Perhaps you felt the faint chill of an Alpine breeze last week, or heard the far off sound of an alpenhorn echoing over Marco.
Don’t worry, the endless summer hasn’t addled your brains. There really was a little touch of the highland on the Island, when the Marco Island Yacht Club (MIYC) hosted an Oktoberfest celebration Saturday night. And the weather even cooled off for a few days.
Club manager Alain Prion greeted arriving members at the front door, and the sounds of “gemutlichkeit,” or good times, carried clearly down the stairs. MIYC had just reopened the day before, after being closed for September, so the Oktoberfest represented a reunion for the members and a chance to catch up with friends they might not have seen recently.
Prion emphatically scotched the rumors of the yacht club closing permanently, saying “I wouldn’t be here it that were the case.”
“What you see tonight is basically the people who live here on the Island,” said chairman of the board, Paul McCarthy. “It’s a little early in the season yet, but we do have 60 members here tonight.” McCarthy said the evening was all about having a good time, and added “I intend to keep my clothes on the entire evening, even in the parking lot.”
Speaking of clothes, Rudi Landwaard, port captain and MIYC board member, and fellow member Frank Renkel donned appropriate outfits for the occasion, showing up in authentic Bavarian lederhosen, complete with suspenders and ornate embroidery. Landwaard also brought along a beer stein he picked up in Munich.
Upstairs, authentic German music was provided by the Hafenkapelle, or Harbor Band. The 18-piece — plus or minus — German brass band, based in Cape Coral, played traditional favorites, heavy on the polka. Selections included the Herz Schmerz Polka, Schwarzwald Marie, and Jetzt ist zeit fur die Polka, along with Rambling Rose.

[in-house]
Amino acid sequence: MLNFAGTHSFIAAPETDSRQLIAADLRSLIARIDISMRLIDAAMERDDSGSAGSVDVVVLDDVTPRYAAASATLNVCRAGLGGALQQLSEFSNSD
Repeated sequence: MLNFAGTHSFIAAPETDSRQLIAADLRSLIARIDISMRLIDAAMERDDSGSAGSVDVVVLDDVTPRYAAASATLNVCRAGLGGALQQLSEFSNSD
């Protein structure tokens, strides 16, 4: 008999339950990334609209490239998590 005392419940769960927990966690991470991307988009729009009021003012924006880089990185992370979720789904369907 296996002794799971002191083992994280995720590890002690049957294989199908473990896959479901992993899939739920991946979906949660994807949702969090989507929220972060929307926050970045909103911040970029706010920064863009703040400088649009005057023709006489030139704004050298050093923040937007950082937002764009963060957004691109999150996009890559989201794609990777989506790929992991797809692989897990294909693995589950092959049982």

As a special Bavarian touch, bandleader Jim Walker, Dave Thornton and Harry Meisenbach played three enormous Alpenhorns, proving surprisingly agile on the traditional 10-foot long instruments.
“It’s just like the Ricola commercials,” Well, it’s Oktoberfest — we must have oom-pah.”
“It’s just like the Ricola commercials,” said attendee Ted Busch. “Well, it’s Oktoberfest — we must have oom-pah.”
While one key feature of Oktoberfest is typically copious quantities of beer, most of the partygoers favored wine or mixed drinks, judging from the glasses in their hands. But when it came to food, it was German all the way.
Club members feasted on pumpernickel and fresh-made pretzels, German potato salad, bratwurst, kielbasa, flavored sausages, wienerschnitzel, and German meatballs, accompanied by spaetzle, sweet and sour cabbage, and German fried vegetables. Dessert featured Black Forest cake, strudel and Bavarian cream cheese cake.
At least for one evening, Marco Island took on the spirit — or spirits — of Munich.